Director – Arthur A. Names, Screenplay/Producers – Arthur A. Names & John T. Wilson, Photography – George E. Mather, Production Design – Sterling Franck
Les Tremayne (Snakey Bender), Janet Wood (Ivy Holden), Bebe Kelly (Cynthia Williams), Richard Kennedy (Burt Holden), Bruce Kimball (Bud Palmer), Alice Nunn (Sis Palmer), Marvin Kaplan (Brother Joy), Cecil Reddick (Constable Al)
In a small Texas town, the aging Snakey Bender loves his snakes more than anything else. He, Burt Holden and schoolteacher Cynthia Williams have sessions every Wednesday night where they play music and dance with the snakes. Other locals regard Snakey as eccentric, in particular storeowner Bud Palmer and his sister who cruelly taunt and tease him. Things start to go wrong all at once for Snakey after Cynthia bows out of Wednesday nights afraid of her reputation at school and Burt decides to get married, while Bud kills Snakey’s favourite snake Lucifer. Snakey snaps and starts using his snakes to kill those that he believes have crossed him.
Fangs is one of a host of Nature’s Revenge films that came out in the 1970s following the successes of the likes of The Birds (1963), Frogs (1972) and Jaws (1975). It should be noted that those films amid the Nature’s Revenge genre that ventured into the theme of snakes amok, which also included the likes of Night of the Cobra (1972), Stanley (1972), SSSSSSSS! (1973), Fer-de-Lance (1974), The Killer Snakes (1975), Rattlers (1976) and Jennifer (1978), all ended up being cheesy and awful. Amongst these, Fangs essentially tries to replay Willard (1971) with snakes – both feature the same plot of someone who has an unnatural friendship with animals (rats in Willard, snakes here) and snaps as a result of constant rejections and bullyings whereupon he uses the animals to take revenge.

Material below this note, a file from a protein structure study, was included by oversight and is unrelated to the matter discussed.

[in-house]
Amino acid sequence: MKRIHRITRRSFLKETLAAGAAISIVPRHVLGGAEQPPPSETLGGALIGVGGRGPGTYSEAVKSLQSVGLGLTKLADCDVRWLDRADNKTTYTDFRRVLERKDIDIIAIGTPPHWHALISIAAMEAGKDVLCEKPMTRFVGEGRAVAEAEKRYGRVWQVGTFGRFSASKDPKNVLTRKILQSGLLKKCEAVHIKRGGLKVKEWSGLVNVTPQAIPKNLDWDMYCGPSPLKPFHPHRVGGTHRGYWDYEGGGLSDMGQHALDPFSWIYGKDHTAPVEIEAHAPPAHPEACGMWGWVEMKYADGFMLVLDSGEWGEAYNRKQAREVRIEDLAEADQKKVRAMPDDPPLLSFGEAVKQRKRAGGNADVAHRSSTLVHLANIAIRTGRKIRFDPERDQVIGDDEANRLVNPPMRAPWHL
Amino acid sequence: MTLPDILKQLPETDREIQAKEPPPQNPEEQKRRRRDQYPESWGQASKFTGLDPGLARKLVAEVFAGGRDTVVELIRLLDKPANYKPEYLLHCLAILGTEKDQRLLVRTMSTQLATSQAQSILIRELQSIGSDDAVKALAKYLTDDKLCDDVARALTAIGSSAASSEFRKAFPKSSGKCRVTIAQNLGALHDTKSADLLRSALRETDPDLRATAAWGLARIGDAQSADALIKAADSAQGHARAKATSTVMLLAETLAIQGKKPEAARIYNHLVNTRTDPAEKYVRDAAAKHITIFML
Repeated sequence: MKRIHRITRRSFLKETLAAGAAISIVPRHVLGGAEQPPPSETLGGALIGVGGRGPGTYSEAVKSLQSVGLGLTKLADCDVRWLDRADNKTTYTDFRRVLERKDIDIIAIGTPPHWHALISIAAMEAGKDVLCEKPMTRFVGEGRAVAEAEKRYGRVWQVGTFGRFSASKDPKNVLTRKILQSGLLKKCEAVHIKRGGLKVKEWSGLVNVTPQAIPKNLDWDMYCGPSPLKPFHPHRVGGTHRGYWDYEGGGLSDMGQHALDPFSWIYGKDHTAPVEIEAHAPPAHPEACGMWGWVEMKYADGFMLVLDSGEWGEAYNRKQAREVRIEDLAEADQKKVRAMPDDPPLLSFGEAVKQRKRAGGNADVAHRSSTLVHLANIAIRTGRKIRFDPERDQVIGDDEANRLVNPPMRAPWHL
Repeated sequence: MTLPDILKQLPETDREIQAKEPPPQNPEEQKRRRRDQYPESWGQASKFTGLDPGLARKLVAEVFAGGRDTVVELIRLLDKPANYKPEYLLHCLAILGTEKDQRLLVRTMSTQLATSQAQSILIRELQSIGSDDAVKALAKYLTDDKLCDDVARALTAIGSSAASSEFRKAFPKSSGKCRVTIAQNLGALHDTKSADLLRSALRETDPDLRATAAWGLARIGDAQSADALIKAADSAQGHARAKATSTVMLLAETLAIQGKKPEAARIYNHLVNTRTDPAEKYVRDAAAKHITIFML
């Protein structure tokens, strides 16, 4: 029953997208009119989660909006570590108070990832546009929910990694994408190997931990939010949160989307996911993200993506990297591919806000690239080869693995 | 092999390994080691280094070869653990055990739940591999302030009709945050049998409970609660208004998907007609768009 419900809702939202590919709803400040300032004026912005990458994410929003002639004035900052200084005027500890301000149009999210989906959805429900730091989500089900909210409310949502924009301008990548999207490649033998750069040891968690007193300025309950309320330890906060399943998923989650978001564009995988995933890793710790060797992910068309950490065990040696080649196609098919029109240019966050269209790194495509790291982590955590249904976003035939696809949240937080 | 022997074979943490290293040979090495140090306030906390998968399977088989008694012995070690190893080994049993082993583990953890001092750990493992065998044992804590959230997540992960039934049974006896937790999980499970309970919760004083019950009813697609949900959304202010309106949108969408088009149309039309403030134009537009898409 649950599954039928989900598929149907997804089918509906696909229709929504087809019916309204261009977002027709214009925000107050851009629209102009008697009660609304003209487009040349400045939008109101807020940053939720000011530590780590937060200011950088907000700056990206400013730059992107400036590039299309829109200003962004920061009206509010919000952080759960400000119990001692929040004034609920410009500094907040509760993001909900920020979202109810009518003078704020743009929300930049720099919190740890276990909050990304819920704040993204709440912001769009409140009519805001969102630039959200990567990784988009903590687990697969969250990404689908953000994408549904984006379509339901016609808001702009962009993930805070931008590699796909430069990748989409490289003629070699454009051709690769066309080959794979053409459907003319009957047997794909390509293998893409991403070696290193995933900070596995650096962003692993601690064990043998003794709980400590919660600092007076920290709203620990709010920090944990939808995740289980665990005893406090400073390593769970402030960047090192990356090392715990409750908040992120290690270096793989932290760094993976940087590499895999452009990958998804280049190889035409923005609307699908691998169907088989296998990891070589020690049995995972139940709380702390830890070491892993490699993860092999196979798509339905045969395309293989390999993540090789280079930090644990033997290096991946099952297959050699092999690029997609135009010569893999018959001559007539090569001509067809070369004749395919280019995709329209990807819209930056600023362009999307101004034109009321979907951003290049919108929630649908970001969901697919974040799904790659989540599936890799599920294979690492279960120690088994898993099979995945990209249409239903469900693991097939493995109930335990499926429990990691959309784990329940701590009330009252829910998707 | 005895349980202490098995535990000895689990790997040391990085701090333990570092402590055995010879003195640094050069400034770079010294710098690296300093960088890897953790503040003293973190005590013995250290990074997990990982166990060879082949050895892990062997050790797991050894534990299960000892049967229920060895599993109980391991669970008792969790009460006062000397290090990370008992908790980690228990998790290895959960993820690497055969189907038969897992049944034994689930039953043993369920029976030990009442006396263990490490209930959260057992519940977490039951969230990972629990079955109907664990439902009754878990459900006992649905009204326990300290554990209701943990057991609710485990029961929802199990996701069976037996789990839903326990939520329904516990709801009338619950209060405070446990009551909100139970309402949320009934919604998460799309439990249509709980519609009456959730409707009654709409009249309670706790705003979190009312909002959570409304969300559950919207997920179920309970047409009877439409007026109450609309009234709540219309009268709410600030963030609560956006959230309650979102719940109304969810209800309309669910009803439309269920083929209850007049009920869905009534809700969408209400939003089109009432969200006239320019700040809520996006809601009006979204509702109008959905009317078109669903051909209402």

Fangs was made in East Texas. It is a fascinatingly torrid exercise. Director Arthur A. Names was previously an assistant director to Ted V. Mikels among others and acted a sound mixer on many Hollywood films throughout the 1970s and 80s. Names sets up all sorts of whacked-out scenes – Les Tremayne and his demented Wednesday night meetings dancing to John Philip Sousa music; Bruce Kimball and his butch sister Alice Nunn making moves to both try and have their way with Bebe Kelly. The most fascinatingly torrid scene in the film is the one where Les Tremayne turns up on Bebe Kelly’s doorstep, complaining that his snake Lucifer is feeling antsy and she accepts him inside, strips down (only seen in shadow silhouette) and lets the snake run all over and then inside her, while moaning in sexual ecstasy. The film proves equally fascinating when it comes to the various revenge scenes with Les Tremayne locking Janet Wood in a dugout and making her watch as he kills people; Alice Nunn being bound to a hoist and dipped down into various wooden barrels and made to guess which one contains a deadly snake; a half-naked Bebe Kelly being tied up in a chair and snakes run all over her until she is bitten; and Bruce Kimball being put in a pit in his underwear and having snakes thrown in with him, each of which he has to whip and kill if he is to survive.